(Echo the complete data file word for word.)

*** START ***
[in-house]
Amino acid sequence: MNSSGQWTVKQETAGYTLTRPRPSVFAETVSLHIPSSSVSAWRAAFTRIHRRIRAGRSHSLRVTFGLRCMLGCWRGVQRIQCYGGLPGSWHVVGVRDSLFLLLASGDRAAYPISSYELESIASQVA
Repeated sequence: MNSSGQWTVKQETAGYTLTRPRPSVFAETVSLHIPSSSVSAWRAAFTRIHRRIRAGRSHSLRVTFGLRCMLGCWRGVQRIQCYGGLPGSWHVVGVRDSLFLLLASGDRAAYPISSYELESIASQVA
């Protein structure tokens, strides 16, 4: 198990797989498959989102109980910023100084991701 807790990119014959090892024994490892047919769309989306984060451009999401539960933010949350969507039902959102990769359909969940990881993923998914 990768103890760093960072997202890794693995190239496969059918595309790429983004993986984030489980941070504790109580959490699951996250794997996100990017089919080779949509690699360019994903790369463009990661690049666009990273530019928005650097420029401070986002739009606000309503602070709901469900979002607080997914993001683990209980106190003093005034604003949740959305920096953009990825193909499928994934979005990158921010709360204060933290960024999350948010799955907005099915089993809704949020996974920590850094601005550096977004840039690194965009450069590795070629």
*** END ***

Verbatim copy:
[in-house]
Amino acid sequence: MNSSGQWTVKQETAGYTLTRPRPSVFAETVSLHIPSSSVSAWRAAFTRIHRRIRAGRSHSLRVTFGLRCMLGCWRGVQRIQCYGGLPGSWHVVGVRDSLFLLLASGDRAAYPISSYELESIASQVA
Repeated sequence: MNSSGQWTVKQETAGYTLTRPRPSVFAETVSLHIPSSSVSAWRAAFTRIHRRIRAGRSHSLRVTFGLRCMLGCWRGVQRIQCYGGLPGSWHVVGVRDSLFLLLASGDRAAYPISSYELESIASQVA
């Protein structure tokens, strides 16, 4: 198990797989498959989102109980910023100084991701 807790990119014959090892024994490892047919769309989306984060451009999401539960933010949350969507039902959102990769359909969940990881993923998914 990768103890760093960072997202890794693995190239496969059918595309790429983004993986984030489980941070504790109580959490699951996250794997996100990017089919080779949509690699360019994903790369463009990661690049666009990273530019928005650097420029401070986002739009606000309503602070709901469900979002607080997914993001683990209980106190003093005034604003949740959305920096953009990825193909499928994934979005990158921010709360204060933290960024999350948010799955907005099915089993809704949020996974920590850094601005550096977004840039690194965009450069590795070629």